With the economy in freefall the connection between a college degree and a job is looking a little less clear. So now some colleges are looking to make their schools more “relevant.” Welcome to Thomas College, “Home of the Guaranteed Job!” According to an article in the New York Times:

The shift in attitudes is reflected in a shifting curriculum. Nationally, business has been the most popular major for the last 15 years. Campuses also report a boom in public health fields, and many institutions are building up environmental science and just about anything prefixed with “bio.” Reflecting the new economic and global realities, they are adding or expanding majors in Chinese and Arabic. The University of Michigan has seen a 38 percent increase in students enrolling in Asian language courses since 2002, while French has dropped by 5 percent.

Obviously budget cuts at many schools require a lot of tough choices but some schools seem to be making upsetting cuts. The University of Louisiana eliminated its philosophy major. Michigan State University got rid of classics.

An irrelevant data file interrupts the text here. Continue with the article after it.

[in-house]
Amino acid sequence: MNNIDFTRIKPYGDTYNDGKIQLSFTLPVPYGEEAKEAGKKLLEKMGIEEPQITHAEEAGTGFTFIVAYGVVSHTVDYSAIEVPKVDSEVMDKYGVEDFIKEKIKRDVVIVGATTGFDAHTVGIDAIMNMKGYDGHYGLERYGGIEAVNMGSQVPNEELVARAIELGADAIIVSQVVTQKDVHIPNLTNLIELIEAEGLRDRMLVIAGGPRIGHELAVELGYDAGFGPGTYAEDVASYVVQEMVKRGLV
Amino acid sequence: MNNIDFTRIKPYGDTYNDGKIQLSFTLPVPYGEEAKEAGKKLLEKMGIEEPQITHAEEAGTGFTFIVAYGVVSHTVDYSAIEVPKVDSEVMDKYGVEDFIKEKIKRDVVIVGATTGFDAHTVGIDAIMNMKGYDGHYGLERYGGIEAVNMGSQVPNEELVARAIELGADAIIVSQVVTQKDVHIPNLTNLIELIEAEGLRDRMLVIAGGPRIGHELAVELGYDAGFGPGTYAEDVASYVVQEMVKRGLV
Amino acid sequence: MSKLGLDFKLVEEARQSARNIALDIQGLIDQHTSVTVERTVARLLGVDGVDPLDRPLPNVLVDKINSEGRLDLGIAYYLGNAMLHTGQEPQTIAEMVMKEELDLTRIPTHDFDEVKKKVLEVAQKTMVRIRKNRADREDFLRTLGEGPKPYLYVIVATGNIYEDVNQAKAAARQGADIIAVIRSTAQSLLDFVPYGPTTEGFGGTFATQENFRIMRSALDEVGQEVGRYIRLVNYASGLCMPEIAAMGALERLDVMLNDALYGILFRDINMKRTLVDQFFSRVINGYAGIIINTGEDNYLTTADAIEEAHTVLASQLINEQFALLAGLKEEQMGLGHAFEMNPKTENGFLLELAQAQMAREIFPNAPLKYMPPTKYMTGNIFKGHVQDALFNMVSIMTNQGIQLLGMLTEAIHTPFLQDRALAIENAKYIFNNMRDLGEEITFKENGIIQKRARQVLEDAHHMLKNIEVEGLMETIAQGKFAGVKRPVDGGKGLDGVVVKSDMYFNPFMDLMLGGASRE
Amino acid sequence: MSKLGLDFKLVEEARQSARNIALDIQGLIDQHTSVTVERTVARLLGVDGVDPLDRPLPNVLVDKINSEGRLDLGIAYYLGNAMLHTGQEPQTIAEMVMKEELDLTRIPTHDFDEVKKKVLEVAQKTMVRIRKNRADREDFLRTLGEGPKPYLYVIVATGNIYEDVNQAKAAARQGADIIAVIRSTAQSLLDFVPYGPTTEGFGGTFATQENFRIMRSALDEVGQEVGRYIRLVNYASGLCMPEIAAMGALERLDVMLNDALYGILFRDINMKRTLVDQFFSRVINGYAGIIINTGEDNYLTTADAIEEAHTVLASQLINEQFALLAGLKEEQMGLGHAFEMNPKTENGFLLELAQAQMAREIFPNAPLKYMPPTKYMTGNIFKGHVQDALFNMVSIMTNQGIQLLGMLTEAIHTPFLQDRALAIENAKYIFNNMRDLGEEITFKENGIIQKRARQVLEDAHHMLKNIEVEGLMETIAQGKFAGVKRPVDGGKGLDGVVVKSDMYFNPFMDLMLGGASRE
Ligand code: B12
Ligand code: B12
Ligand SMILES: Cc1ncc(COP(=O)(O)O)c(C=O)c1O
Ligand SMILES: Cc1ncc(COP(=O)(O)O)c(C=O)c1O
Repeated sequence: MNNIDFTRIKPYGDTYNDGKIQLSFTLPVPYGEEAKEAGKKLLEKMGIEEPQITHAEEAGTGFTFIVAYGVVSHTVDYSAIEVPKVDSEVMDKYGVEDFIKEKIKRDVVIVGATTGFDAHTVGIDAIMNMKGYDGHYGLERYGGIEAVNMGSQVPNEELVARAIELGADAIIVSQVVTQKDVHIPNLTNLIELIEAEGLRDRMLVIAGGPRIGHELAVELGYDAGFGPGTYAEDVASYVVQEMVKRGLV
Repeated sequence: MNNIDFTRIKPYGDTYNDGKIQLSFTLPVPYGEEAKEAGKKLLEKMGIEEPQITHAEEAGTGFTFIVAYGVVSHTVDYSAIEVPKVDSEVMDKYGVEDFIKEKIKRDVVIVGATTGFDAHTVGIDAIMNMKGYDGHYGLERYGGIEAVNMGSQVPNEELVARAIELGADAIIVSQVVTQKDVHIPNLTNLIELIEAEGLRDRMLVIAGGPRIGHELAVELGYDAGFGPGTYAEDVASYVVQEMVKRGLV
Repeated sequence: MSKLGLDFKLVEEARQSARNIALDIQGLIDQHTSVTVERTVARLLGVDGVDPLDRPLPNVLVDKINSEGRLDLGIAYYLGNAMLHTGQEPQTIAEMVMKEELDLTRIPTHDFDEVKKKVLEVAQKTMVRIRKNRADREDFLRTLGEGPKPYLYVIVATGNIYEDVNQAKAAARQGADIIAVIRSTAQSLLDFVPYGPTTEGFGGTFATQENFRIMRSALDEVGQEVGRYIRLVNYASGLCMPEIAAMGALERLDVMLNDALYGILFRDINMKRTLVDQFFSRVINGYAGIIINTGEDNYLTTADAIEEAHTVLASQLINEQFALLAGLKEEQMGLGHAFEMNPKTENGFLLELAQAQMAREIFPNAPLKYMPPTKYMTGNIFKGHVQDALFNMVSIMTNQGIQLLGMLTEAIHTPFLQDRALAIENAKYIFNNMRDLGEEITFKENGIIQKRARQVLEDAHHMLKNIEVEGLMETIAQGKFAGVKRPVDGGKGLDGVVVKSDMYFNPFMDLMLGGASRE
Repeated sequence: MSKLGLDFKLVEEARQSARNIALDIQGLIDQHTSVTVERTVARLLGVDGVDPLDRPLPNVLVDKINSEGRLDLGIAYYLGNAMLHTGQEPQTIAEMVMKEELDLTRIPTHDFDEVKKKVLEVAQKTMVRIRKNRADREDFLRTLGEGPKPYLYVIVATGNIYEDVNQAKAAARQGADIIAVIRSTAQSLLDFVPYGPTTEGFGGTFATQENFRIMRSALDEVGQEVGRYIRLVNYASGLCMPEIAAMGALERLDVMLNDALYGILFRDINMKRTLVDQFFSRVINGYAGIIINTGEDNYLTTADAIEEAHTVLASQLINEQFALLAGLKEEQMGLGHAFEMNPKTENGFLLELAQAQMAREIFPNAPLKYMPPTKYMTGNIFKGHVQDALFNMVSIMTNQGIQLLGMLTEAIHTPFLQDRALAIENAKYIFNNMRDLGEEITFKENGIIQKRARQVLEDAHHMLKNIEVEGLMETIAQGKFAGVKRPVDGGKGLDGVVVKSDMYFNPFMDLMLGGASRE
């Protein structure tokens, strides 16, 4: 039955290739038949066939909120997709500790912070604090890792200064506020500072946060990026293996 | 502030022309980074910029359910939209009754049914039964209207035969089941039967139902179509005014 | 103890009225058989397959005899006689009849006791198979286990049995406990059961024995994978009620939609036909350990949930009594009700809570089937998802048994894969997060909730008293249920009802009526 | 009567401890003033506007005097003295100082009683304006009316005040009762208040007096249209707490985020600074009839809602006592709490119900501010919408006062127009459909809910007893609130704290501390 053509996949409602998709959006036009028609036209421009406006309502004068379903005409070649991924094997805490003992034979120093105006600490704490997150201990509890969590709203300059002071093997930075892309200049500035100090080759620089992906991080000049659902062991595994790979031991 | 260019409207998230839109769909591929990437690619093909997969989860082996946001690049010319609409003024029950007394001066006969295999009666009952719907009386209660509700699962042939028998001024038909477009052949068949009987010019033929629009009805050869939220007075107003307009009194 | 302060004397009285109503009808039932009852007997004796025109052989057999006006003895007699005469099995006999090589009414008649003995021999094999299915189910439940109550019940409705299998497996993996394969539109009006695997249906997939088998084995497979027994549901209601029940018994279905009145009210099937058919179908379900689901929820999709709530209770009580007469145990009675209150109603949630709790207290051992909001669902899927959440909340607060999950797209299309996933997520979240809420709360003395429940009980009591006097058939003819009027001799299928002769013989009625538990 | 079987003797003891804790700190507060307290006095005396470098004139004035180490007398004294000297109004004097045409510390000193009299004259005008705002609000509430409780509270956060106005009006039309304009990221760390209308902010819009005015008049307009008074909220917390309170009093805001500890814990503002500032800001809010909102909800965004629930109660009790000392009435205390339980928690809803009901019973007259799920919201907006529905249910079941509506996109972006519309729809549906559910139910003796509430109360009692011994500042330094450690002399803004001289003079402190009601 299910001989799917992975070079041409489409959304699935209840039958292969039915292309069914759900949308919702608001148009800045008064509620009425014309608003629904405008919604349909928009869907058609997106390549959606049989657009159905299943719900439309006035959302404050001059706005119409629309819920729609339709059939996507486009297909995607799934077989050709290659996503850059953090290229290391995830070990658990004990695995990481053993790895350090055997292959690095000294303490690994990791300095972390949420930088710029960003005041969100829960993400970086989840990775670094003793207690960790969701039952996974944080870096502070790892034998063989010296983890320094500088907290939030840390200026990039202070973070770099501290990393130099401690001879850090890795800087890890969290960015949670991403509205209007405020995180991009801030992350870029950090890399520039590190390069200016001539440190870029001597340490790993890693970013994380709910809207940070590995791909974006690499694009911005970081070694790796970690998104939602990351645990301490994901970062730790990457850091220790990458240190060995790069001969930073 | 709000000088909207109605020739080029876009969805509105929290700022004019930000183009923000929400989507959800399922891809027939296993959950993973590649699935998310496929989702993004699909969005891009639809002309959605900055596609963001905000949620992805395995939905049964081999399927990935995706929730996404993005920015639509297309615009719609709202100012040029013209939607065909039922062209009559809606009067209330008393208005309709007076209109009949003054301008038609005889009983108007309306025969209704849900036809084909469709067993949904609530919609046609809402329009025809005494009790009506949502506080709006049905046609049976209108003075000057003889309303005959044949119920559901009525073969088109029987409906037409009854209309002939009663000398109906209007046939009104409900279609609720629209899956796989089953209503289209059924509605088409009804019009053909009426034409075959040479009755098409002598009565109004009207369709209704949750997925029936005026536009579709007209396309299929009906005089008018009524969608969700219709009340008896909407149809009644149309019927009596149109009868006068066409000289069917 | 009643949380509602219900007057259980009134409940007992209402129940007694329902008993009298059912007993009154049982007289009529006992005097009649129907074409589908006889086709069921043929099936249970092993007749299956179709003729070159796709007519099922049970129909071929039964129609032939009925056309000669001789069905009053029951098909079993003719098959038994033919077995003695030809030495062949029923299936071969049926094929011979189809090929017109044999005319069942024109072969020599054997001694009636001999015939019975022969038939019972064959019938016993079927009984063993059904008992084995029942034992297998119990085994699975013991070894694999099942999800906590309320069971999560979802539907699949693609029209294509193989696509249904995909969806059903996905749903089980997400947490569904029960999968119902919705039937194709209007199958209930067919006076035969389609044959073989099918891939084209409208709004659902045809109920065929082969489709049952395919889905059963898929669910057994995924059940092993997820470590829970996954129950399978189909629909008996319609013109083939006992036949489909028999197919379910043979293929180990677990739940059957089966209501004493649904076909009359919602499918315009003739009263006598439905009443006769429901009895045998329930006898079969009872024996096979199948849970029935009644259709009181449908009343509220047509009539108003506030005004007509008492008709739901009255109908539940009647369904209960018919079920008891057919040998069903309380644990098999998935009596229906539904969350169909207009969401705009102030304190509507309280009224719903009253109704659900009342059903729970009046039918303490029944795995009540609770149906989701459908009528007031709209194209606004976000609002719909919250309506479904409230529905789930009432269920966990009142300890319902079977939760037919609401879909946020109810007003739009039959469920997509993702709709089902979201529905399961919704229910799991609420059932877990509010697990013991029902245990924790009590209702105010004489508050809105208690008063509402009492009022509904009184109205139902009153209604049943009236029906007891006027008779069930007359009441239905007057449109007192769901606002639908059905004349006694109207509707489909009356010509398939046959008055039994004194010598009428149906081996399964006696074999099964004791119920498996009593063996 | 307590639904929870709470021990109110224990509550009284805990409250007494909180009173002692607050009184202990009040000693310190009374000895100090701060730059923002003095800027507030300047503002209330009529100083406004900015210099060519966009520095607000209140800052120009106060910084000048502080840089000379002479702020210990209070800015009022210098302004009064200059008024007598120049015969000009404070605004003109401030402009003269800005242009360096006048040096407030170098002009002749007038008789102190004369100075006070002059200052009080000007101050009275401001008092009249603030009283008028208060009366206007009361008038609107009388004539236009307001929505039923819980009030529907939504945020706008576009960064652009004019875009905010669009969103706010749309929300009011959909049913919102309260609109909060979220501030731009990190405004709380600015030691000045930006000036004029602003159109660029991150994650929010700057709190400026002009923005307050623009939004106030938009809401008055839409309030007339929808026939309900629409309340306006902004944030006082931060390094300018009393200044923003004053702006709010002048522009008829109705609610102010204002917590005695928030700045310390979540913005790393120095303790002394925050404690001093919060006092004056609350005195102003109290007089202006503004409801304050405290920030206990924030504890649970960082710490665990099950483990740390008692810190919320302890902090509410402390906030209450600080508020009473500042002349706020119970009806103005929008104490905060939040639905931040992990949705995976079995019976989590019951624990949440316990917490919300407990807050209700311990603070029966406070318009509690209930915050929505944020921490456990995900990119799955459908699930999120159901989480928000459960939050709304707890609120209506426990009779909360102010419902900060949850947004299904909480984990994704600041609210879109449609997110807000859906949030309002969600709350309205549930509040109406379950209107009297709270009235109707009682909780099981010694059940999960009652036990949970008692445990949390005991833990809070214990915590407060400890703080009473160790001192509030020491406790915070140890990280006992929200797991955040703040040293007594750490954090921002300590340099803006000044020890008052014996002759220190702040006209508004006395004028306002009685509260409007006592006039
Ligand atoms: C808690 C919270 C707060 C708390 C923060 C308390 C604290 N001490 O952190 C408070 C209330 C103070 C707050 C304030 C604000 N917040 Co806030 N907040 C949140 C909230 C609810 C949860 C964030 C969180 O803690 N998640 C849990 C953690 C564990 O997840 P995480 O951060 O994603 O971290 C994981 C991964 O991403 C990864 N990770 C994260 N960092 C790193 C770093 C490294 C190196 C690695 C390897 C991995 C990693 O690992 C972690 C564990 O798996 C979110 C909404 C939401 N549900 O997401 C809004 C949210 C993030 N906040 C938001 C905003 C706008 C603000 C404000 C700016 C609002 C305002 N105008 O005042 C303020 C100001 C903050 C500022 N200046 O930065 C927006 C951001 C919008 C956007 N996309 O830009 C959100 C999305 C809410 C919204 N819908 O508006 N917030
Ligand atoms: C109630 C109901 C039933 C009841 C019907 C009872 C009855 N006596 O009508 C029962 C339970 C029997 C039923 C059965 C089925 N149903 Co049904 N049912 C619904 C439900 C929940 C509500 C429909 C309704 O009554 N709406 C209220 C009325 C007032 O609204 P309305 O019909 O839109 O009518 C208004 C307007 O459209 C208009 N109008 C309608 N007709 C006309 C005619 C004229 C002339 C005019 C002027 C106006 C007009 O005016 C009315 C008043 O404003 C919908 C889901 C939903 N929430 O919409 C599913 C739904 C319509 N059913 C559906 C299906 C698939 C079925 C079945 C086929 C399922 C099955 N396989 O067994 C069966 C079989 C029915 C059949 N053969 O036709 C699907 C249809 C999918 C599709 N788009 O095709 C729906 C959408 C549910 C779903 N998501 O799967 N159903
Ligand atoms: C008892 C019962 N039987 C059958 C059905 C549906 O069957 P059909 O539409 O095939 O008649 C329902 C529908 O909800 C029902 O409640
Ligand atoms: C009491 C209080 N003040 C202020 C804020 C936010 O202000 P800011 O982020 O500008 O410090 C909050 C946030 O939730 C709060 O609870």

The trouble with these decisions is that it’s unclear if all this focus on practicality actually helps students. A recent survey of businesses conducted by the Association of American Colleges and Universities indicated that employers wanted people who were innovative, creative, and analytical. Some 89 percent of businesses surveyed said they wished colleges emphasized “the ability to effectively communicate orally and in writing.”

It makes sense in this economy for parents to ask colleges about job placement rates, but no one’s ever demonstrated that eliminating classics actually helps students get jobs.

Daniel Luzer

Daniel Luzer is the news editor at Governing Magazine and former web editor of the Washington Monthly. Find him on Twitter: @Daniel_Luzer